This year, Indiana State Police protection for the governor has been stepped up, and the State of the State Address was no exception.

The protestors were not allowed to stand behind the windows facing the House chambers. Instead, they chanted "No right to work" and "Mitch is a liar" from across the balcony.

Dan Parker, chairman of the Indiana Democratic Party, said what Hoosiers heard was "15 minutes of historic back-patting, a few minutes of storytelling and a load of propaganda about policies that will harm working Hoosiers, set our state further behind."

Senate President Pro Tem David Long, R-Fort Wayne, disagreed.

"I know there has been criticism from the other side because that's their job to criticize," Long said. "In all honesty, I thought it was a good speech that touched on a lot of the highlights that have been accomplished and also took some time to talk about where we're going with this year's session as well."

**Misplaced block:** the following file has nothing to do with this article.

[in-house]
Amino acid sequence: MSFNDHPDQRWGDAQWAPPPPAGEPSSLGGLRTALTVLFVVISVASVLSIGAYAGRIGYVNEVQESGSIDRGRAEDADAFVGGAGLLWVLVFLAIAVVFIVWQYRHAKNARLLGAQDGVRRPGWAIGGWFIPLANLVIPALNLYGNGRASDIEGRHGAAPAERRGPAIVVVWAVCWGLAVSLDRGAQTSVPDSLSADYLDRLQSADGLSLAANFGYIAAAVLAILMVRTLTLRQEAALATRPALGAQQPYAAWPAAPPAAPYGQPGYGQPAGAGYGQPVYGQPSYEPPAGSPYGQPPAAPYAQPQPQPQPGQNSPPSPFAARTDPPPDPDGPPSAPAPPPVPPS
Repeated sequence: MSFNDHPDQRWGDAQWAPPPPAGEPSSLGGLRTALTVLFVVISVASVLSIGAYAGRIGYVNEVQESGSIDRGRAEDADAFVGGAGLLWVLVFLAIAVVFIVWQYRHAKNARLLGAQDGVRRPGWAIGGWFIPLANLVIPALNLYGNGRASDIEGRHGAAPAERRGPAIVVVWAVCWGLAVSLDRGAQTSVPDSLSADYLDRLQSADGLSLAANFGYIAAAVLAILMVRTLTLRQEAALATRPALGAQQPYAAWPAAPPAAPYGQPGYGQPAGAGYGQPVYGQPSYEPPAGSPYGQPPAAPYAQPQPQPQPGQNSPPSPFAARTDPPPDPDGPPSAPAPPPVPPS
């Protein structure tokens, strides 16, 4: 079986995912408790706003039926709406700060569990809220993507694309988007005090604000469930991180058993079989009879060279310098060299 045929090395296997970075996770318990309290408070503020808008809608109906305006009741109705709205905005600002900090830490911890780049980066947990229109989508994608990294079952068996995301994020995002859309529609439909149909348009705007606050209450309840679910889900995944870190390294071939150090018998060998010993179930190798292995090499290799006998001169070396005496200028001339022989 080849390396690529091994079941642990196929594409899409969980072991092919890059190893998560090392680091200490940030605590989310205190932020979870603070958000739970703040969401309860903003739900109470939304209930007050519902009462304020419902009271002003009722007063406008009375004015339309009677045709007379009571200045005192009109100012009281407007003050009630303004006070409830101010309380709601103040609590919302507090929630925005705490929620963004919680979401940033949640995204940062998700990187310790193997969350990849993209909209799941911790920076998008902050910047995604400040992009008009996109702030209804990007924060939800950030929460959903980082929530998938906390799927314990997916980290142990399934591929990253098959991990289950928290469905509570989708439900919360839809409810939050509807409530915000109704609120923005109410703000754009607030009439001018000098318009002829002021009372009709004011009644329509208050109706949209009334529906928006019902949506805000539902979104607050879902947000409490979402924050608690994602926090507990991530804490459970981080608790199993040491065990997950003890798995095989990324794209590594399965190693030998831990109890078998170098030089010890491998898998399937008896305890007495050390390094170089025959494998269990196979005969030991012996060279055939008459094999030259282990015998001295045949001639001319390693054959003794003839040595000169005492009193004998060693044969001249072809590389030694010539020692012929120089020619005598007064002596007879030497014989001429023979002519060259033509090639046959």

Daniels encouraged lawmakers strengthen legislation against human trafficking before the Super Bowl, pass a smoking ban, make a greater response to the stage collapse at the state fair, make higher education more affordable by addressing "credit creep" and reform local government.

He looked back on past speeches, citing them as evidence that in his eight years, Indiana has grown closer to that dream.

"In one, I recounted telling an East Coast CEO who wondered what Indiana was known for that one day he wouldn't have to ask. Tonight, he doesn't," Daniels said. "In another, I said I hoped we would become bolder in our embrace of chance, take our motto from the inspiring athletes of the Special Olympics, and be a braver state. Tonight, we are."